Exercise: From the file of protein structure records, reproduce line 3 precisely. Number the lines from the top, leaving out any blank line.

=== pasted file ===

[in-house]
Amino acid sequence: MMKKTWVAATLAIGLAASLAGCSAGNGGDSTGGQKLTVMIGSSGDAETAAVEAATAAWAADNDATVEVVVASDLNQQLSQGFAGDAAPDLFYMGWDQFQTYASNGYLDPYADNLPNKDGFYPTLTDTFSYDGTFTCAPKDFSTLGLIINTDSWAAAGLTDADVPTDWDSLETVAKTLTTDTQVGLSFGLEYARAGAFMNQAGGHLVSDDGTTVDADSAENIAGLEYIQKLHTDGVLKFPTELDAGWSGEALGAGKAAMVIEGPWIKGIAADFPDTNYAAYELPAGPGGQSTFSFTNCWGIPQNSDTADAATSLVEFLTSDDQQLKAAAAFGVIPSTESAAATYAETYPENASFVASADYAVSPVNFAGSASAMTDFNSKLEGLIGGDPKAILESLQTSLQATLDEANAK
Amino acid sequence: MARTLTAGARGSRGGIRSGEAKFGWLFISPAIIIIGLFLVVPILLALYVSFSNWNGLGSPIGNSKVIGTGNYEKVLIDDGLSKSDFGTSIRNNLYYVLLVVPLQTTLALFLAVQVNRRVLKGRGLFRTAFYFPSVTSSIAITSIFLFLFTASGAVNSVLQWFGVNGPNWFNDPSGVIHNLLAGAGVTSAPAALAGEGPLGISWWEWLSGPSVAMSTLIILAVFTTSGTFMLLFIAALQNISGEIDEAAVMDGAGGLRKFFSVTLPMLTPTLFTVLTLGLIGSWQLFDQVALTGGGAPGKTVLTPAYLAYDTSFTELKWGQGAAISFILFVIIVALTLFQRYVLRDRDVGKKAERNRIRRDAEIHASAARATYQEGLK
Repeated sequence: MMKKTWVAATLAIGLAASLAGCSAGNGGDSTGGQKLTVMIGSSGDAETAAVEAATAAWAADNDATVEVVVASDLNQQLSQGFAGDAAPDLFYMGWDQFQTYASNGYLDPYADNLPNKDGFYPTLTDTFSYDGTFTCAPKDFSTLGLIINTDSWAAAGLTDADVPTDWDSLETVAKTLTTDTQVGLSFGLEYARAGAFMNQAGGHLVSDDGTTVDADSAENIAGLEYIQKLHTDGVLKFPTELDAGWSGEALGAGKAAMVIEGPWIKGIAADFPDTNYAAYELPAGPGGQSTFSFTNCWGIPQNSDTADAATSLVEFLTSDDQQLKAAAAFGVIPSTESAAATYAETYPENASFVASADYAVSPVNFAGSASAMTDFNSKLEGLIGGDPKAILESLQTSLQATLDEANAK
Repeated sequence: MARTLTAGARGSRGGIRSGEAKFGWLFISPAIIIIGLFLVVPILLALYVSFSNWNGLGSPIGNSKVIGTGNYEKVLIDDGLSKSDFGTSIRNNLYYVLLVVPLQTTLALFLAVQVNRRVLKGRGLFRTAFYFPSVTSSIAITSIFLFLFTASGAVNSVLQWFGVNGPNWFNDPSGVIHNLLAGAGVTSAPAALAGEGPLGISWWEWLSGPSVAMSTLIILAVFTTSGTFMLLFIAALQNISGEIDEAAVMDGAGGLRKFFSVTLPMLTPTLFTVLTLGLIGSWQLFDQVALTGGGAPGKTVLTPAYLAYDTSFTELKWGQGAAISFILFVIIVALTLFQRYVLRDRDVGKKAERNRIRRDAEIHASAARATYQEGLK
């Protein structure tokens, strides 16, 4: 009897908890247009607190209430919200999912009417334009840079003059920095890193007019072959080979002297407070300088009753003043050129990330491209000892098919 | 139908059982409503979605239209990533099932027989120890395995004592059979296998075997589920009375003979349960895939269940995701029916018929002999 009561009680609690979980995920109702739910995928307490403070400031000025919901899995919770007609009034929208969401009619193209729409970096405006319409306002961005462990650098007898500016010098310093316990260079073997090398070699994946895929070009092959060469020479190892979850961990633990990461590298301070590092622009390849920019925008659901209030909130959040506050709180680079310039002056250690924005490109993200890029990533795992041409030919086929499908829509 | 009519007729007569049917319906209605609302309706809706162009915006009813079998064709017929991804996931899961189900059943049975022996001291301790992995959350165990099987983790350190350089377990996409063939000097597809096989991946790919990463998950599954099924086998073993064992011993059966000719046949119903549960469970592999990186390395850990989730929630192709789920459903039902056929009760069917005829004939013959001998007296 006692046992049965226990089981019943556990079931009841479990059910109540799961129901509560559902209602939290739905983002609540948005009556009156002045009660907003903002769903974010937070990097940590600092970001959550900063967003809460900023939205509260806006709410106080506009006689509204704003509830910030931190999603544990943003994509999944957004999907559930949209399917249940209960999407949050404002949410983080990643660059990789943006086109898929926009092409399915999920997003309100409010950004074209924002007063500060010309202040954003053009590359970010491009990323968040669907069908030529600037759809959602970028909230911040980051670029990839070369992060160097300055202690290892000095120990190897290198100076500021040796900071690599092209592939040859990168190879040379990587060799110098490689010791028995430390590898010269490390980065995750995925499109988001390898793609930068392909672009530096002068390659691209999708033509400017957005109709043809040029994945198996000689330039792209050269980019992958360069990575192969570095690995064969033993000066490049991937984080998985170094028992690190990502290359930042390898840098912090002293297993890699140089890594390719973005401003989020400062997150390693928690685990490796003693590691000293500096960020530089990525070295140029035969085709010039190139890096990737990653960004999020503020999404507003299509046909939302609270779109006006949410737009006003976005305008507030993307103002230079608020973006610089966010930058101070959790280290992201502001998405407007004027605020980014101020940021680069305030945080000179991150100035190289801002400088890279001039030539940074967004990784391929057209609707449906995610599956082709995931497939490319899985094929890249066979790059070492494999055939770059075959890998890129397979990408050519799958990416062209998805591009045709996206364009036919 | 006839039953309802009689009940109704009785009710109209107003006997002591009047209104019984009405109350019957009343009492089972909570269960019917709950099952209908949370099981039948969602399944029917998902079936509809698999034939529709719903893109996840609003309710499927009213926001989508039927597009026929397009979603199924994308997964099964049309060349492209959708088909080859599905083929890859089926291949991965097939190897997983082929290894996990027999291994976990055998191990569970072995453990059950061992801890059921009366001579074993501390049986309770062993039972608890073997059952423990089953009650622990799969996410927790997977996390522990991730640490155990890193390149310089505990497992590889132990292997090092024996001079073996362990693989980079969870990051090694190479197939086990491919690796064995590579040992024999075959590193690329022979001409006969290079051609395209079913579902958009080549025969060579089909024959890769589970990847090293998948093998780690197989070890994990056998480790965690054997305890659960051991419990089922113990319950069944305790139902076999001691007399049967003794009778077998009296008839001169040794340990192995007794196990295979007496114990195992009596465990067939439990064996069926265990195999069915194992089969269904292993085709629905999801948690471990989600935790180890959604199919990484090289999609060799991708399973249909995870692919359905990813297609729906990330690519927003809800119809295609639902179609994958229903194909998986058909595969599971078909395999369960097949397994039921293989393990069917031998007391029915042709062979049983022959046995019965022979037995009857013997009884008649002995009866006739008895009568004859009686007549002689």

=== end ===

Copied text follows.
Amino acid sequence: MARTLTAGARGSRGGIRSGEAKFGWLFISPAIIIIGLFLVVPILLALYVSFSNWNGLGSPIGNSKVIGTGNYEKVLIDDGLSKSDFGTSIRNNLYYVLLVVPLQTTLALFLAVQVNRRVLKGRGLFRTAFYFPSVTSSIAITSIFLFLFTASGAVNSVLQWFGVNGPNWFNDPSGVIHNLLAGAGVTSAPAALAGEGPLGISWWEWLSGPSVAMSTLIILAVFTTSGTFMLLFIAALQNISGEIDEAAVMDGAGGLRKFFSVTLPMLTPTLFTVLTLGLIGSWQLFDQVALTGGGAPGKTVLTPAYLAYDTSFTELKWGQGAAISFILFVIIVALTLFQRYVLRDRDVGKKAERNRIRRDAEIHASAARATYQEGLK